If I have a fusion, does that mean I will never be able to bend?


A fusion is a procedure that results in the connection of one bony vertebra to the next.  Typically, the fusion of one vertebra to the next will result in approximately five to ten percent reduction in the lumbar spine's ability to flex and extend.  Patients should keep in mind, however, that the majority of forward flexion at the waist as one attempts to reach the floor occurs as a result of flexion occurring at the hips.  Certainly, the more levels of lumbar vertebrae that are fused, the more restriction in low back range of motion may occur.  Experience in adolescent individuals who have undergone lengthy spinal fusions for scoliosis have shown that even with an extensive fusion of multiple lumbar vertebrae, the majority of individuals can flex forward at the waist due to the preservation of hip flexion, with the added flexion provided at the level of the knees, the individual can reach the floor in a fluid and spontaneous manner.



Does it matter what screws and rods my surgeon uses?


Most manufacturers of spinal implants today make use of well-established biomechanical principles in the design and production of their implants.  Typically, the metal rods and screws are made out of titanium alloys and/or stainless steel.  Most spinal instrumentation manufacturers offer a wide variety of modular adaptations that allow the standard screw-and-rod technology to be applied to a specific individual's needs.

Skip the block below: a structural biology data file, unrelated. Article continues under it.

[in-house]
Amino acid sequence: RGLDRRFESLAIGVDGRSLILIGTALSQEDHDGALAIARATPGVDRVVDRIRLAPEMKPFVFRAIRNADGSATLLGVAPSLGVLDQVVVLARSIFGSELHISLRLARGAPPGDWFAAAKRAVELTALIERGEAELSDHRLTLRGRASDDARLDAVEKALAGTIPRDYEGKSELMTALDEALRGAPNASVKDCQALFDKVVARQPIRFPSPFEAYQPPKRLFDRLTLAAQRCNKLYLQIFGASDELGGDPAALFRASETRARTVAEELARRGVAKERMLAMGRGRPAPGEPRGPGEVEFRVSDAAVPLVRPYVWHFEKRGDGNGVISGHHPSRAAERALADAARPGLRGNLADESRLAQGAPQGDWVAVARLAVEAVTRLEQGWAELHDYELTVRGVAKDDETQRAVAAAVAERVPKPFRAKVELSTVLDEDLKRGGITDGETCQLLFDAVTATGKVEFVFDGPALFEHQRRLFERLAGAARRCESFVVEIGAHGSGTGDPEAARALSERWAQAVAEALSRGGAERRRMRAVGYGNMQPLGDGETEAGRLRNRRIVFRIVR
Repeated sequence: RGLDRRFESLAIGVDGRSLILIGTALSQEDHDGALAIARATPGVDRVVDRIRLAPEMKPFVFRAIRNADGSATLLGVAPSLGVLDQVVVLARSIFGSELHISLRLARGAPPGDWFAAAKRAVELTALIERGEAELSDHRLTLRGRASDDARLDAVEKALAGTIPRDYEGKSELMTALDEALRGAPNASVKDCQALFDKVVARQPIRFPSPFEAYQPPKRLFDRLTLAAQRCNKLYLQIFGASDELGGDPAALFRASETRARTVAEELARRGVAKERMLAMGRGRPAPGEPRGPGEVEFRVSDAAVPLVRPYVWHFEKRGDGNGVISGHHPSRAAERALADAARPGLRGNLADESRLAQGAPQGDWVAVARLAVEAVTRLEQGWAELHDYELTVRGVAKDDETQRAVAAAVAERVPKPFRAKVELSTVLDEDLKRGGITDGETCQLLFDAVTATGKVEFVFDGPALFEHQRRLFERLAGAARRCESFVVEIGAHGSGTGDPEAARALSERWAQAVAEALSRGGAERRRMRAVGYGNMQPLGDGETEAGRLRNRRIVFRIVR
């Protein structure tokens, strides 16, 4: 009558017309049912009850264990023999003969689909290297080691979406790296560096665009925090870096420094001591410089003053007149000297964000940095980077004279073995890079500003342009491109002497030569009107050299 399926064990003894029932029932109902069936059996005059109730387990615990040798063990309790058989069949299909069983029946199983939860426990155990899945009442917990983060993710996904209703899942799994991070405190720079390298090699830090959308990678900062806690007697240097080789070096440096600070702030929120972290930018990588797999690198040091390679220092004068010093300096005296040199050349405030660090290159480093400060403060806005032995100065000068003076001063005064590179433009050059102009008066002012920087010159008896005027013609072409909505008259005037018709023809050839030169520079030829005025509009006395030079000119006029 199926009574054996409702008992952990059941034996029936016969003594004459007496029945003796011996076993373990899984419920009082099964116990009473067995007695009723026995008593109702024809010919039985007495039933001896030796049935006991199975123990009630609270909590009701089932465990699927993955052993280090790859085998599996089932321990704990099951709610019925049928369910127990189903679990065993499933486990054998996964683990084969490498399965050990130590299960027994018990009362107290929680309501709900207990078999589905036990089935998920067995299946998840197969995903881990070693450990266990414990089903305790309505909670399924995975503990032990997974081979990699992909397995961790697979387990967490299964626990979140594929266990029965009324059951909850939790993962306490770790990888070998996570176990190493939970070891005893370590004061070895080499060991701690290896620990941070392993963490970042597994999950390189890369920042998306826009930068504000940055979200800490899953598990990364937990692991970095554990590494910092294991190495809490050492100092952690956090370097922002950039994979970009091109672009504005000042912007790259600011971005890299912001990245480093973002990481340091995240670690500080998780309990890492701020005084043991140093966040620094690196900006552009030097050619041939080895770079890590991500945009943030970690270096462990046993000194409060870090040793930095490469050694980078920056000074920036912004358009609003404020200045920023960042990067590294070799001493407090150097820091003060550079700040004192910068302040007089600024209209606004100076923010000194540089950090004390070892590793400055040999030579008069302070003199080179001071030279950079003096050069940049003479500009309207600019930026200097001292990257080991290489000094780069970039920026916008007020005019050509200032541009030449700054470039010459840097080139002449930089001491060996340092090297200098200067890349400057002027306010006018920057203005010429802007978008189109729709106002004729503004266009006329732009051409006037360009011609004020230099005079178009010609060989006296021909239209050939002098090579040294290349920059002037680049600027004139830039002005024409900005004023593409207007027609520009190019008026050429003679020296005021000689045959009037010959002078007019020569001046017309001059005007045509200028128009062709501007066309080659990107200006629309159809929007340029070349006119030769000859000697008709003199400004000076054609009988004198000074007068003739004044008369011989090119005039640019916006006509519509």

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Will fusing my spine cause damage to adjacent areas?


It is commonly believed that attaching one vertebra to an adjacent vertebra results in a stiffened area of the spine that does indeed result in increased lever-arm stresses at the adjacent vertebrae.  Indeed, as spinal instrumentation is applied much more commonly, we are beginning to see the long-term effects of adjacent level disc degeneration brought on by these lever-arm forces.  There is currently debate as to whether or not these adjacent level degenerative disc changes occur as a result of the lever-arm forces or, perhaps, they may relate to the underlying genetic predisposition to disc degeneration that contributed to the patient's initial condition requiring surgery.  Certainly, all attempts ought to be made to limit the length of the spinal fusion to reduce the lever-arm forces as much as possible.

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Do I need to wear a brace after surgery?


The need for post-operative bracing depends on many factors.  Standard lumbar spine fusions making use of bone grafting without the use of instrumentation typically require post-operative brace immobilization to provide a semi-rigid environment to encourage the bone fusion to occur.  With the advent of pedicle screw instrumentation, that rigid environment may be provided internally, foregoing the need for brace instrumentation.  The quality of the patient's bone and the length of the spinal fusion may also be factors that contribute to a surgeon's recommendation for post-operative bracing.  For example, osteoporosis is a condition in which the pedicle screw instrumentation may have less purchase in the bone and, accordingly, supplemental support by virtue of a rigid post-operative brace may be advantageous until the body can initiate the healing process.



Will I have to take medication for pain?  Are there any medications I should be concerned about?


Spine surgery is often invasive and requires the dissection through the muscles of the low back.  Additionally, the manipulation of nerves and the mechanical changes in the lumbar spine associated with a spinal fusion can result in post-operative pain.  Typically, oral narcotic medications are prescribed in the post-operative period.  Long-term usage of oral narcotics can result in physiologic addiction.  All attempts ought to be made to wean from the post-operative narcotic medication within the first two to four weeks if at all possible.



I hear that men should not have fusion surgery.  Is this true?